Segment Synopsis: Carole continues to expand on the resources within their community that they relied on when building BridgePort. She mentions how as they brought on men with particular skillsets, their wives and girlfriends would get involved, and it quickly grew into a young community hotspot. Carole shares how much she and Karl enjoyed the energy the younger people brought to BridgePort, and how it helped mold the Brewery.
She goes on to share how her perspective of what a brewery could changed over time. Having grown up in Northern Ireland, she related to the pub atmosphere in that area, but the creation of BridgePort allowed her to see it as a much healthier, family connecting atmosphere.

00:50:01 - Small Brewery; Children; Family Inclusion

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Partial Transcript: He got invited into the association

Segment Synopsis: Carole shares how BridgePort was received as a small scare brewery by other large breweries in the state. At the time, small breweries were abnormal.
She also shares about the birth of their children, and what it was like to have them grow up around the brewery. She really relished the fact that they had created a family culture, somewhere that they could bring their children to work with them. A big part of their identity was creating a place where entire families could be included, and in doing so they would have employees serve as babysitter's so family could bring their children in and still enjoy the full experience.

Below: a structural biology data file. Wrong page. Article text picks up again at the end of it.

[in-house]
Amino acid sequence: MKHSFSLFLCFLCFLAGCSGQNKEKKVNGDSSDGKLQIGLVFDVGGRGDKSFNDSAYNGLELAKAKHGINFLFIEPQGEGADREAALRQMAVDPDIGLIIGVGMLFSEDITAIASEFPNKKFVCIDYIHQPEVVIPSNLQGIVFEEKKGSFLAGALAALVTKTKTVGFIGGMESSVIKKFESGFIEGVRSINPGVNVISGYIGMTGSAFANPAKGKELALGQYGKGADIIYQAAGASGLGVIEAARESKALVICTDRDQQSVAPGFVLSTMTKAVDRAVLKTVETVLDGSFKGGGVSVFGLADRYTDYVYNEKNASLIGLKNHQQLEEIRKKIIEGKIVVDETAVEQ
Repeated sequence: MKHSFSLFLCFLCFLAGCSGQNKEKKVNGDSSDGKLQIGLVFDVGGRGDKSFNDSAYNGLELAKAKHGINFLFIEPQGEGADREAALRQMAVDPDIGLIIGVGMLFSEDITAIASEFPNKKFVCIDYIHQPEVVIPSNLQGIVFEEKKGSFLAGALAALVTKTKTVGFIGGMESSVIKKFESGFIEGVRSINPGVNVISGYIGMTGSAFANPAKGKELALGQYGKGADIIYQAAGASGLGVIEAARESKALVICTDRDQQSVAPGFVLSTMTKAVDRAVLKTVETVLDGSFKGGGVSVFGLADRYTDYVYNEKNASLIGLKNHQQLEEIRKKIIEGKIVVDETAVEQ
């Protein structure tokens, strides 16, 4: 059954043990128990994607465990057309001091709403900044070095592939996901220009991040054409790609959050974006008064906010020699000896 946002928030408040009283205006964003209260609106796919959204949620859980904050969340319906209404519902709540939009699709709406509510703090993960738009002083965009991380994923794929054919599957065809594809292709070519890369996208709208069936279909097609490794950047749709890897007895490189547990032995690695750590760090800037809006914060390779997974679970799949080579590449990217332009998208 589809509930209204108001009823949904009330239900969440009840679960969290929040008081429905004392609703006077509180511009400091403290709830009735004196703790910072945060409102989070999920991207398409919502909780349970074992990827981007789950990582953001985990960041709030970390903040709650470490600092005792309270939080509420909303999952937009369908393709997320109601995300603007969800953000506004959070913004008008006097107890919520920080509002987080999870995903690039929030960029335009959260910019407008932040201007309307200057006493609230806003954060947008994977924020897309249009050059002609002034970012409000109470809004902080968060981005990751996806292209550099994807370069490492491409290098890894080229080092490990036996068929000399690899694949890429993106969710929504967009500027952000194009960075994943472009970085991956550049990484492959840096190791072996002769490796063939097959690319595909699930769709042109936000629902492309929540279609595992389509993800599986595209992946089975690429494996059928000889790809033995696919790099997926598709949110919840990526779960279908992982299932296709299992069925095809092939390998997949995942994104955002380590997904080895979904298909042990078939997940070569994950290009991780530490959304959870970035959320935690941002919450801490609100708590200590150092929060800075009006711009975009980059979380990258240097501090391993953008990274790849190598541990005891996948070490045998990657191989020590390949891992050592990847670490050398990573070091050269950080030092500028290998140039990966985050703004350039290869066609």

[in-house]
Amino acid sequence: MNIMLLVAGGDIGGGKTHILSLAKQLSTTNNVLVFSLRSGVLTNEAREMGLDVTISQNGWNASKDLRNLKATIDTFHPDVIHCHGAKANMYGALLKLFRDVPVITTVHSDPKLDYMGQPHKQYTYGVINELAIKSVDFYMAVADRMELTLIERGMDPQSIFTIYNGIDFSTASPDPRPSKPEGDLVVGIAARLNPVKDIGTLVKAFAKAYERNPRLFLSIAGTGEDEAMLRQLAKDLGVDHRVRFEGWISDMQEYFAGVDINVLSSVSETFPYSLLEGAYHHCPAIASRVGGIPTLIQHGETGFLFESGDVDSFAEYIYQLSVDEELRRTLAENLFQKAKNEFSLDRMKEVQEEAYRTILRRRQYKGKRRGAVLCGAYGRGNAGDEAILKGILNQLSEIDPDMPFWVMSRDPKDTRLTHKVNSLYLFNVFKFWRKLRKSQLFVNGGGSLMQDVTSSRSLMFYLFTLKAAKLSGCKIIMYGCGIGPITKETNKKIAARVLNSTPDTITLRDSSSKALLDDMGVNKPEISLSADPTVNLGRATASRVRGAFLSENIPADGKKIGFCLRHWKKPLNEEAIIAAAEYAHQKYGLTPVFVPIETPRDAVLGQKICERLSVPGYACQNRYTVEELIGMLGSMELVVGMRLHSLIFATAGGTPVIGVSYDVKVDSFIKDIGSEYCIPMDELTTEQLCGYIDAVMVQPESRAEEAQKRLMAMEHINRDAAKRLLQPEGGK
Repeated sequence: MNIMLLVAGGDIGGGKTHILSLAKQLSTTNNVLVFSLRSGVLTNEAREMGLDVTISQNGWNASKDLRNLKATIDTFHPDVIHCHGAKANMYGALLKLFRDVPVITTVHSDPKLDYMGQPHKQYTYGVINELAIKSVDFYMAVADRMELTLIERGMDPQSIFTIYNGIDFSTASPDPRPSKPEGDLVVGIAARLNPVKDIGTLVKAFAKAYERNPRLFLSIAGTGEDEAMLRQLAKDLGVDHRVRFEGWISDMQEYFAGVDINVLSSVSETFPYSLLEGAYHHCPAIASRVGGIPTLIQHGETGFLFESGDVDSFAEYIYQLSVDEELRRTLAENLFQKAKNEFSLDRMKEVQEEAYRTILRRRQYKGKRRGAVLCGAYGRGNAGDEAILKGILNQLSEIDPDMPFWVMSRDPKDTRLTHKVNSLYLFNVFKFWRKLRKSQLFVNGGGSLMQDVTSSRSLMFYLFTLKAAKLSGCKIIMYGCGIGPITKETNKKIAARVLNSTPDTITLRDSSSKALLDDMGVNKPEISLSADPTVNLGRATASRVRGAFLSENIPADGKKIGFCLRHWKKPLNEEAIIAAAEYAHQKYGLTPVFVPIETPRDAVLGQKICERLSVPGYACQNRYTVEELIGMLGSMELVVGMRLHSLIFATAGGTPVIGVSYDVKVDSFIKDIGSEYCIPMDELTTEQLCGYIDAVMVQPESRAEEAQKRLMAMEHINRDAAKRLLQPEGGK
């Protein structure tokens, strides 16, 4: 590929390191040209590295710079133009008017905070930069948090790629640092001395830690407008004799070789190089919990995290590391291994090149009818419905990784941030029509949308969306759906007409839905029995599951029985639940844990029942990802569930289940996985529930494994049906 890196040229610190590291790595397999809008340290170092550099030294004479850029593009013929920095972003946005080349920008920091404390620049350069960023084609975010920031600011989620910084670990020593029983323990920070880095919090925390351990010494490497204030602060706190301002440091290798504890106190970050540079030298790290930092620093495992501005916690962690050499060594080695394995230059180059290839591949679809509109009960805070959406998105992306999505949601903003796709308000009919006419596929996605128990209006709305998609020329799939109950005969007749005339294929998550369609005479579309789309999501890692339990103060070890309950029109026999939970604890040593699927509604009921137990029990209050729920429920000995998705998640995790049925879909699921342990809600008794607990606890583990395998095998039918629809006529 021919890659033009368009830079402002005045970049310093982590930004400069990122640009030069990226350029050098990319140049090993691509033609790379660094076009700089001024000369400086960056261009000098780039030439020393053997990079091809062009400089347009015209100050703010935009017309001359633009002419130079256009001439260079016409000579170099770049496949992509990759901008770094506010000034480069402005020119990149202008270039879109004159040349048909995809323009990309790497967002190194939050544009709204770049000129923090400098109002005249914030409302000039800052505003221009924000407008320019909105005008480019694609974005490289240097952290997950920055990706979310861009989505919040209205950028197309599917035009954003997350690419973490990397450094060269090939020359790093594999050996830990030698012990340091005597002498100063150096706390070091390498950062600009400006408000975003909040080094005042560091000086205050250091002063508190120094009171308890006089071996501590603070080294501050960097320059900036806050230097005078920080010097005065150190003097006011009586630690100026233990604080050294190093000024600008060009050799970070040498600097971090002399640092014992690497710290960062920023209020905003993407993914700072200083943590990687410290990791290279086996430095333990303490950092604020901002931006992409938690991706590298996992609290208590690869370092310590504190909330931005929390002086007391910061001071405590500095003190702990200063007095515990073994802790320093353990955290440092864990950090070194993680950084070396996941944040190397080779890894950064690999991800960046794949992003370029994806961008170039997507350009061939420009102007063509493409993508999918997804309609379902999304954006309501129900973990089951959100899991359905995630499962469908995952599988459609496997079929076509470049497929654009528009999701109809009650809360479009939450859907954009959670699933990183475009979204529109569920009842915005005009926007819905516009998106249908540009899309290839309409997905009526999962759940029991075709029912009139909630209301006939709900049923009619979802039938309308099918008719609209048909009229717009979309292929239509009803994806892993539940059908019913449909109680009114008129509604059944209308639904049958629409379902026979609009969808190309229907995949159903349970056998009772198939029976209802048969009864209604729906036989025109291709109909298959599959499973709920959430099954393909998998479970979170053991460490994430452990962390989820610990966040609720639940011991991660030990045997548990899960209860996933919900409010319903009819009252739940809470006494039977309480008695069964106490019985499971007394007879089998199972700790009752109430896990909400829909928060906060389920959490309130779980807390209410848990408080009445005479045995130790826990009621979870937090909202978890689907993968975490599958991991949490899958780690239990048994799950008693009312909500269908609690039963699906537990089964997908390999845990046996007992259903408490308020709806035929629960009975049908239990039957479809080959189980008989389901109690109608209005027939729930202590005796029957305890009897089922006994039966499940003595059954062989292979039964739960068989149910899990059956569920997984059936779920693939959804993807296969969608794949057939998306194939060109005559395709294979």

01:06:01 - Microbrew Culture; Children's youth; Development of BridgePort

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Partial Transcript: What was it like for them to grow up in the microbrew culture?

Segment Synopsis: Carole further elaborates on her kids childhood's, and how often they used to attend the local library near their house. She was very intentional in her decision to have her kids be heavily involved in books and literature. She was very adamant about her children witnessing how they interacted and networked with community members to grow their business, passing down social skills to benefit them later in life.
She mentions how both her and Karls roles have changed within BridgePort as the years have passed. Karl is no longer directly involved with the brewing, and she is not as connected with the people involved as she once was.

01:14:07 - Brewing Culture in Oregon; Beer Taste; Conclusion

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Partial Transcript: The impact of the brewing movement on the culture of Oregon

Segment Synopsis: Carole shares how pleased she has been that brewing has become a part of Oregon's persona in a positive and proud way. It is a significant thing to witness after all the years of effort put in after starting with a vision, and being able to watch it come to fruition not only for BridgePort but throughout the state as a whole. She describes it as refreshing for the population of Oregon to rally around an idea that didn't exist all too long ago, and to be apart of something like that is really special to Carole.
Carole concludes by describing herself as having a good taste and smell for beer, allowing her to give reviews for Karl.